If You Were Raped in the Military, Would You Turn to a Fundamentalist Chaplain for Help?

raped military
(Wikimedia Commons)

The cliché tells us that war is hell, but for female enlistees, the war on the domestic front—within their units—trumps that of the battlefield. In fact, a recent Veteran’s Administration survey revealed statistics that should have turned the military on its warmongering head: 30 percent of female vets told the interviewers that they had been assaulted by a male colleague and/or supervisor. Worse, 14 percent reported having been gang-raped and 20 percent reported having been raped more than once.

Shockingly, these figures may be low since underreporting of sexual crimes is known to be endemic.

Part of the blame for the reluctance to report may rest with the military chaplaincy, one of the few places soldiers, sailors, reservists, national guardians and marines can turn for counseling. According to the St. Louis Post-Dispatch, “the nation’s corps of chaplains leans heavily toward evangelical Christianity, failing to mirror the military it serves.” And 20 percent of today’s 3000 military chaplains were trained at the ultraconservative Liberty Baptist Theological Seminary in Lynchburg, Va. Founded by Rev. Jerry Falwell in 1973, the school bills itself as the world’s largest seminary, something it attributes to its “conservative doctrinal position, its sound grounding in Bible teachings, and its reflection of core Christian essentials.” An article found on the school’s website clears up any definitional murkiness: “Liberty is committed to changing the entire world for Jesus Christ, first changing the world with its students, then equipping them to change the world around them.”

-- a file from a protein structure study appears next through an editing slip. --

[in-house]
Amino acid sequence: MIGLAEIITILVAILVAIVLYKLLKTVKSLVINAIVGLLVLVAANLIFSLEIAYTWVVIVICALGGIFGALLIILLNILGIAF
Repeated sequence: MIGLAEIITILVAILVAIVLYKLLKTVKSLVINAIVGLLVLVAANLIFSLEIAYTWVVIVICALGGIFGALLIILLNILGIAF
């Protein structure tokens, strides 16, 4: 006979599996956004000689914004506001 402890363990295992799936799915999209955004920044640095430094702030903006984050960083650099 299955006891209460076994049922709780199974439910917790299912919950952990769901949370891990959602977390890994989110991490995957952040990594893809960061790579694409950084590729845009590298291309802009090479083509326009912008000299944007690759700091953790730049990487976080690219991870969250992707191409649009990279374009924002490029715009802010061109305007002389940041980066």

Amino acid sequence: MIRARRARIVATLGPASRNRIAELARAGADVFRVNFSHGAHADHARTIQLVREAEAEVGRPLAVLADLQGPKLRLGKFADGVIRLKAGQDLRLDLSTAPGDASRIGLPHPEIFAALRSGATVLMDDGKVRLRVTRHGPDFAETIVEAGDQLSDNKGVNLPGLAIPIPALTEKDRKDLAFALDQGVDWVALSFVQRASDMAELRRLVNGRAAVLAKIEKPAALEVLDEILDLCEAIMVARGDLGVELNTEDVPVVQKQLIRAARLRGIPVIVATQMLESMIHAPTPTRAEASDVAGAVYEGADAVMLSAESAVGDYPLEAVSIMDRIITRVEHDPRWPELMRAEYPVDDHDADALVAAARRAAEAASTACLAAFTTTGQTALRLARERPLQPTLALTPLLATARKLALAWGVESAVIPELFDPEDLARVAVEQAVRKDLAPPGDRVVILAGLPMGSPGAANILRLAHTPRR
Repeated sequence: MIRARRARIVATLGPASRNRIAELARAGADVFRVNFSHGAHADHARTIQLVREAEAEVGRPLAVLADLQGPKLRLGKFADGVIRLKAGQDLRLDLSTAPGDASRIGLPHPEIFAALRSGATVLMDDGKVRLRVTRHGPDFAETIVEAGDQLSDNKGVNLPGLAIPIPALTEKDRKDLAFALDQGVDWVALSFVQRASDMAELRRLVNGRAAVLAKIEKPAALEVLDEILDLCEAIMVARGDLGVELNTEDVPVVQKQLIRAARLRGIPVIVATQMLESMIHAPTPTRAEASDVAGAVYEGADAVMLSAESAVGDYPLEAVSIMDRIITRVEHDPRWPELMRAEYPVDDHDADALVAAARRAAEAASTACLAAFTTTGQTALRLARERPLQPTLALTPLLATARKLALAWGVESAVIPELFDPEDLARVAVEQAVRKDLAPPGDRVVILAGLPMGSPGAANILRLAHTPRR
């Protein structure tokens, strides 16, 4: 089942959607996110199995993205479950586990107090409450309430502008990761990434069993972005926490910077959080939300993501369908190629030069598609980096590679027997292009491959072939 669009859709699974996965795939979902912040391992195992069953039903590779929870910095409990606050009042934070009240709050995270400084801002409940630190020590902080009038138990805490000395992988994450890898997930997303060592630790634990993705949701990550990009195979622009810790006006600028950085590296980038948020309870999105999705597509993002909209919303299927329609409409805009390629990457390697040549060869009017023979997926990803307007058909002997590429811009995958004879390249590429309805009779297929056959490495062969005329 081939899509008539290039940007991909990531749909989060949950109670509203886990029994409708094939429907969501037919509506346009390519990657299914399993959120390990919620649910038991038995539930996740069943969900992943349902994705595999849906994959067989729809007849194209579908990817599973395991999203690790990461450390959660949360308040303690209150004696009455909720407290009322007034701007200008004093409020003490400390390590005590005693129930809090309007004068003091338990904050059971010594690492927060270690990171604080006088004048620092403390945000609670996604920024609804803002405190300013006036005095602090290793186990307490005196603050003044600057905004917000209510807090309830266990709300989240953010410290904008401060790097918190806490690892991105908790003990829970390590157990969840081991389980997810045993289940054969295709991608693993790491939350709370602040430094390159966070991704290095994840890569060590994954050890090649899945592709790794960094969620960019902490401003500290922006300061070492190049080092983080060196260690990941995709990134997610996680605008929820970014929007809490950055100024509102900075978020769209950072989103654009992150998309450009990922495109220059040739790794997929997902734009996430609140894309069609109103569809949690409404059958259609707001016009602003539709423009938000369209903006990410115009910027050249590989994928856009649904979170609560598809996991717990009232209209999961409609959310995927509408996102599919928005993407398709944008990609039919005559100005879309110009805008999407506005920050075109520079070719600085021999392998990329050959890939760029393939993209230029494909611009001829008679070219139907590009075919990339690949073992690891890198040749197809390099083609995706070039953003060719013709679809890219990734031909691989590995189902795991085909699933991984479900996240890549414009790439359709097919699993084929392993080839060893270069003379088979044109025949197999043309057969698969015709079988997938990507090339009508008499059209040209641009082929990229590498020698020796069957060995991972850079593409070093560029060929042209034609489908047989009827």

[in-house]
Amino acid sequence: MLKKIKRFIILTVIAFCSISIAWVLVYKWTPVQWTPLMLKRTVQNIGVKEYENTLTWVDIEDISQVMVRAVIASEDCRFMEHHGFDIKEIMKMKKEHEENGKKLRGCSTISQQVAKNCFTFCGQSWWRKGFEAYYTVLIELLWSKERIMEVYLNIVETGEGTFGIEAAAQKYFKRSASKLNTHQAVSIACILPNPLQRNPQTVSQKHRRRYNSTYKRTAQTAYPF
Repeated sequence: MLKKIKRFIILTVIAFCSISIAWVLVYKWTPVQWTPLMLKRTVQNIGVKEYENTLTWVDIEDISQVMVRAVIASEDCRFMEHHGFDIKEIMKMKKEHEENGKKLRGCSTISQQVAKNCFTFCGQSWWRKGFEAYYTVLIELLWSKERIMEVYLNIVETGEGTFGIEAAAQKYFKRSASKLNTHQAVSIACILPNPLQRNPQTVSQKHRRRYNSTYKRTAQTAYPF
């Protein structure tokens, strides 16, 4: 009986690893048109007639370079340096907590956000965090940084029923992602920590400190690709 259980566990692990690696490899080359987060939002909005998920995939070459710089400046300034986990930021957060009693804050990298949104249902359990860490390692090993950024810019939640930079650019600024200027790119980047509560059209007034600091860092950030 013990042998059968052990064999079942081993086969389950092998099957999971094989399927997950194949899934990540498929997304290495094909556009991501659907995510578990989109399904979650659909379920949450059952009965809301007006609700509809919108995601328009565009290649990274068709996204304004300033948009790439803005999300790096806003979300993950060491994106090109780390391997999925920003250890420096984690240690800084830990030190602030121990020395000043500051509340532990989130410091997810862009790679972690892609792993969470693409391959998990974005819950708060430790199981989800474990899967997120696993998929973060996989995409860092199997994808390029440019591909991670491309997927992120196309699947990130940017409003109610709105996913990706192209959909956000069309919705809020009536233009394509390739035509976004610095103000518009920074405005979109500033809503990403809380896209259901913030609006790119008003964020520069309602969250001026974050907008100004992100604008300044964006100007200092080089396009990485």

Over 1,000 students are currently enrolled in the 72-credit program to become military chaplains. A severe shortage of armed forces clerics—a February 2011 Times Union article blames the deficiency on the military’s rigid age and physical requirements and on the reluctance of pastors/rabbis/imams to exchange the comforts of home for combat—will likely make this dream come true for many of them.

That this bodes badly for women and the LGBTQ community is a given.

Rebecca Turner, Executive Director of Faith Aloud, a St. Louis-based pro-choice, pro-LGBTQ group, notes that, “There is a clear pattern within fundamentalist churches to blame the victim. For them Adam and Eve is historical fact and even today the woman is seen as the temptress and the man the fool who can’t resist her feminine wiles.” Fundamentalist chaplains, she continues, will hear a woman say that she was attacked and assume that she did something to provoke or warrant it. “The military is still a predominantly male, macho culture,” she says. “Add chaplains trained in very conservative ideology and you have the perfect storm of victim blaming for women who step forward.”

Read the rest at RH Reality Check

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About

Eleanor J. Bader is a freelance writer from Brooklyn, N.Y., who writes for Truthout, Lilith Magazine and Blog, the LA Review of Books, Fiction Writers Review, The Indypendent, and The Progressive. She tweets at eleanorjbader.